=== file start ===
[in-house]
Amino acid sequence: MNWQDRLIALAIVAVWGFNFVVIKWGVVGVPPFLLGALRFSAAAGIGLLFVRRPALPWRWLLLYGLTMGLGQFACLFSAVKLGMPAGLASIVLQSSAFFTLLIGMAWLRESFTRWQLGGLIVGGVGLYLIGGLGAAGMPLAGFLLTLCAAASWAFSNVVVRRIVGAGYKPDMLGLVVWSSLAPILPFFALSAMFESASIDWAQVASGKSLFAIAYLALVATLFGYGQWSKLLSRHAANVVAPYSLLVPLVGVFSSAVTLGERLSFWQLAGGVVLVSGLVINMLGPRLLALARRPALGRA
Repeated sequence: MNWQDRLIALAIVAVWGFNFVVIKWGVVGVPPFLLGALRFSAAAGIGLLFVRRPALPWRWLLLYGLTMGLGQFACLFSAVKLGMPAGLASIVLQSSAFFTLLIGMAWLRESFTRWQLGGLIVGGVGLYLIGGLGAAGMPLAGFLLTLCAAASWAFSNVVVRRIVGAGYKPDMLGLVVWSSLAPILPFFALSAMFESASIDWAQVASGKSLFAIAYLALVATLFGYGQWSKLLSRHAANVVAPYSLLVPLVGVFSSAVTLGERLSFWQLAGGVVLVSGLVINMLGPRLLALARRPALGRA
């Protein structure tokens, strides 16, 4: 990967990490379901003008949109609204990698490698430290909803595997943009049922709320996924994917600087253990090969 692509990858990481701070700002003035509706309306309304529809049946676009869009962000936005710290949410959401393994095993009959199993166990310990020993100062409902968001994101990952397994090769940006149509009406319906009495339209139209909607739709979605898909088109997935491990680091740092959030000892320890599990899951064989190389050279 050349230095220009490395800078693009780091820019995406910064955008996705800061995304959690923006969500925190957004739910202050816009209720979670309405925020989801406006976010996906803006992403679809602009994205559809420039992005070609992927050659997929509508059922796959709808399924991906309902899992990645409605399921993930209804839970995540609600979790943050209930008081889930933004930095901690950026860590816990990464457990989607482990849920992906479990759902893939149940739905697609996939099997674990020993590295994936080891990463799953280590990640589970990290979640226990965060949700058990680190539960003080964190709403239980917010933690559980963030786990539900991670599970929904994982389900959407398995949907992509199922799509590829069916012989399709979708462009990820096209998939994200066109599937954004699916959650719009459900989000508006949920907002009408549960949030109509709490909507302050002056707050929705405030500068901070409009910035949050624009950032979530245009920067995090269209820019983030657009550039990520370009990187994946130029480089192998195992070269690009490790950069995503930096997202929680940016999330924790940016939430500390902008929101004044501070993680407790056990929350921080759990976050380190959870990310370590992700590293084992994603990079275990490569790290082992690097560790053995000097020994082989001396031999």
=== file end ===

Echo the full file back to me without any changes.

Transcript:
[in-house]
Amino acid sequence: MNWQDRLIALAIVAVWGFNFVVIKWGVVGVPPFLLGALRFSAAAGIGLLFVRRPALPWRWLLLYGLTMGLGQFACLFSAVKLGMPAGLASIVLQSSAFFTLLIGMAWLRESFTRWQLGGLIVGGVGLYLIGGLGAAGMPLAGFLLTLCAAASWAFSNVVVRRIVGAGYKPDMLGLVVWSSLAPILPFFALSAMFESASIDWAQVASGKSLFAIAYLALVATLFGYGQWSKLLSRHAANVVAPYSLLVPLVGVFSSAVTLGERLSFWQLAGGVVLVSGLVINMLGPRLLALARRPALGRA
Repeated sequence: MNWQDRLIALAIVAVWGFNFVVIKWGVVGVPPFLLGALRFSAAAGIGLLFVRRPALPWRWLLLYGLTMGLGQFACLFSAVKLGMPAGLASIVLQSSAFFTLLIGMAWLRESFTRWQLGGLIVGGVGLYLIGGLGAAGMPLAGFLLTLCAAASWAFSNVVVRRIVGAGYKPDMLGLVVWSSLAPILPFFALSAMFESASIDWAQVASGKSLFAIAYLALVATLFGYGQWSKLLSRHAANVVAPYSLLVPLVGVFSSAVTLGERLSFWQLAGGVVLVSGLVINMLGPRLLALARRPALGRA
């Protein structure tokens, strides 16, 4: 990967990490379901003008949109609204990698490698430290909803595997943009049922709320996924994917600087253990090969 692509990858990481701070700002003035509706309306309304529809049946676009869009962000936005710290949410959401393994095993009959199993166990310990020993100062409902968001994101990952397994090769940006149509009406319906009495339209139209909607739709979605898909088109997935491990680091740092959030000892320890599990899951064989190389050279 050349230095220009490395800078693009780091820019995406910064955008996705800061995304959690923006969500925190957004739910202050816009209720979670309405925020989801406006976010996906803006992403679809602009994205559809420039992005070609992927050659997929509508059922796959709808399924991906309902899992990645409605399921993930209804839970995540609600979790943050209930008081889930933004930095901690950026860590816990990464457990989607482990849920992906479990759902893939149940739905697609996939099997674990020993590295994936080891990463799953280590990640589970990290979640226990965060949700058990680190539960003080964190709403239980917010933690559980963030786990539900991670599970929904994982389900959407398995949907992509199922799509590829069916012989399709979708462009990820096209998939994200066109599937954004699916959650719009459900989000508006949920907002009408549960949030109509709490909507302050002056707050929705405030500068901070409009910035949050624009950032979530245009920067995090269209820019983030657009550039990520370009990187994946130029480089192998195992070269690009490790950069995503930096997202929680940016999330924790940016939430500390902008929101004044501070993680407790056990929350921080759990976050380190959870990310370590992700590293084992994603990079275990490569790290082992690097560790053995000097020994082989001396031999």